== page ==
A Community Rises For The Ka Iwi Coast

 Image courtesy of Ka Iwi Coalition

Image courtesy of Ka Iwi Coalition

Along Oahu’s southeastern coast is a stretch of rugged land rich in history and cultural importance. Pele is said to have made her mark there while looking for a new home. It has served as a navigational landmark and a recreational area for paddlers, body surfers (including a young Barack Obama), and hikers for hundreds of years. And now, the seven mile stretch of Ka Iwi Mauka Lands is protected for perpetuity.

History of the Ka Iwi coast

Like many places in Hawai`i, development is an ever present pressure on pristine wilderness, and the Ka Iwi Mauka Lands are no exception. In 1972, plans were announced for a 7,756-room resort at Awāwamalu, and that was just the beginning; over the following 40 years, efforts were made to build luxury housing, resort cabins, and a golf academy on this prime coastal real estate.

The community stands up

In response to each of these development attempts, concerned citizens and community groups including the Ka Iwi Coalition, Livable Hawai‘i Kai Hui and The Trust for Public Land stepped forward to fight back and protect the Ka Iwi Mauka Lands. The decades-long effort was made possible through thousands of hours of volunteer work in public and private fundraising, community engagement, and legislative action.

Slowly but surely, progress was made through rezoning, fundraising, and strategic partnership. In March 2017, champions for public wilderness prevailed and the final two parcels of mauka lands were transferred to Livable Hawai`i Kai Hui. That organization is now acting as steward of the entire Ka Iwi Mauka Lands, and the land is also protected under conservation easement.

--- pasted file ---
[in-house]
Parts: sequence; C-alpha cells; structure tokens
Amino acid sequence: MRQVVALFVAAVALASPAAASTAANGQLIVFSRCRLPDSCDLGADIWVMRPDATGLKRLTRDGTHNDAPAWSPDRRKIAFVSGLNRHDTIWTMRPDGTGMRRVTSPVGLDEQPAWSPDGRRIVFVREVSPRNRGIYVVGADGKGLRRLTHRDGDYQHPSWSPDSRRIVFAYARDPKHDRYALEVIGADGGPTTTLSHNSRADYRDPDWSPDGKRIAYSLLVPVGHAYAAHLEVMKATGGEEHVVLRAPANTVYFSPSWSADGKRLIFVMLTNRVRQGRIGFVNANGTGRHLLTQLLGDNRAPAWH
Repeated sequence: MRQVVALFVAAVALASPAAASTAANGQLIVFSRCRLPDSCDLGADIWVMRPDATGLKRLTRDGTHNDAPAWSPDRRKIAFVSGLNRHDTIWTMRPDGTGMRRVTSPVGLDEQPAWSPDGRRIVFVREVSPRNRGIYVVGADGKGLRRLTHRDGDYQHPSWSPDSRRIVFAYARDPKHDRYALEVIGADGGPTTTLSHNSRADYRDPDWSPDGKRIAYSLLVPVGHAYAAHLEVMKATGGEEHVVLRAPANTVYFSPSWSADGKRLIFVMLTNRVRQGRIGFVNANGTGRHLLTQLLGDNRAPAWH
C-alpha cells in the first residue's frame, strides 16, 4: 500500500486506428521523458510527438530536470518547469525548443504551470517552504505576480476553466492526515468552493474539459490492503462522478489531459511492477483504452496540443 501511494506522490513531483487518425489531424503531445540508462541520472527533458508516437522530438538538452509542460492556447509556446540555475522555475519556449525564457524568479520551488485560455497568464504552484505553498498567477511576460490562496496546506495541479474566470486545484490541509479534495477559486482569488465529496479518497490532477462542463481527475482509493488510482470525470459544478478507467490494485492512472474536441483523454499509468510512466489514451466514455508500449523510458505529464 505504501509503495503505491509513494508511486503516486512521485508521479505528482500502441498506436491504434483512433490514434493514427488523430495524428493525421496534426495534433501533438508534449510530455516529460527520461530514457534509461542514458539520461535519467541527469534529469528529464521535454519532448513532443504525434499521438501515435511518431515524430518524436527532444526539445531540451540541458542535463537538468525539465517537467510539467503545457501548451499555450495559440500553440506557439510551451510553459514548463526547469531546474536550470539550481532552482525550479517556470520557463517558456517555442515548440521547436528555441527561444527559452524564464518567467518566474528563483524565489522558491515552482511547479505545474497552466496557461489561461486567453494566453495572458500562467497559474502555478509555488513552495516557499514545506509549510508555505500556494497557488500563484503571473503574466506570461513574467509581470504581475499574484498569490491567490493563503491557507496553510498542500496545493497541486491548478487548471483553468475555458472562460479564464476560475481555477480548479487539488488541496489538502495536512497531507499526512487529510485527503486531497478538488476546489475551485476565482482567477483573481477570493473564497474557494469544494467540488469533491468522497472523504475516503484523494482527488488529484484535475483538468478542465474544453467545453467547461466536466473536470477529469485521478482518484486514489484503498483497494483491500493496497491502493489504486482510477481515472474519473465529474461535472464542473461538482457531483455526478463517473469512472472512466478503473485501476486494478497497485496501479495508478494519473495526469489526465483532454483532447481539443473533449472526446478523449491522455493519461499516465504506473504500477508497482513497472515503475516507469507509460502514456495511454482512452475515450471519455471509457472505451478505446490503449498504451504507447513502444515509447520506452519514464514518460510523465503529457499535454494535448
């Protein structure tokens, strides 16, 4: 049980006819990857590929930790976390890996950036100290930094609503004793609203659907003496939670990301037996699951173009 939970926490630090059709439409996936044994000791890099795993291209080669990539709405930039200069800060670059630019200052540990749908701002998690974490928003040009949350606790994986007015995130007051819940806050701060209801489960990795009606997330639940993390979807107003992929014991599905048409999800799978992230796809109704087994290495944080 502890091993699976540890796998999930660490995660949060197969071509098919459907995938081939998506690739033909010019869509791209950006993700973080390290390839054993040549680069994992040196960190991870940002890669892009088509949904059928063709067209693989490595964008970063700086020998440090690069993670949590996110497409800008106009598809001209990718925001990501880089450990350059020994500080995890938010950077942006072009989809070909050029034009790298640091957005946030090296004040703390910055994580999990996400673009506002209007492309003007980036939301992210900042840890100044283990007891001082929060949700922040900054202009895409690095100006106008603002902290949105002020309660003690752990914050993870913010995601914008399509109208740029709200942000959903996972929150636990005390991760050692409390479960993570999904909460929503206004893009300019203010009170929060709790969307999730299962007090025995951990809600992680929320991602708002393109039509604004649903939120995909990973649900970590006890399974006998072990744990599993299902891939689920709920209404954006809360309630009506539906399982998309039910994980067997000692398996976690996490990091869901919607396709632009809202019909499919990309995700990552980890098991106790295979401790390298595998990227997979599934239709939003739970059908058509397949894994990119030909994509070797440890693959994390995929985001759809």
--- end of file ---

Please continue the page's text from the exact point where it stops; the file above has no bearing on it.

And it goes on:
How to walk the Ka Iwi Coast

The best way to enjoy the beautiful, and now protected, Ka Iwi Coast is at the Ka Iwi Coast Run & Walk taking place on Sunday, November 18, 2018. At this family-friendly annual event, a 4-mile stretch of Kalanianaole Highway is closed to traffic and open to runners and walkers of all levels. The event starts at Sandy Beach and ends at Hui Nalu Canoe Club in Hawai`i Kai, giving participants unparalleled access to this beautiful section of coast.

Even better, the event is a fundraiser for number of nonprofits, including Livable Hawai`i Kai Hui, Maunalua Fishpond Heritage Center, and more. They will have educational outreach tables at the finish line, alongside Hawaiian Ola - we’ll be there sampling drinks to thirsty runners and walkers!

Register online by November 11 to secure your spot!

communityDabney Gough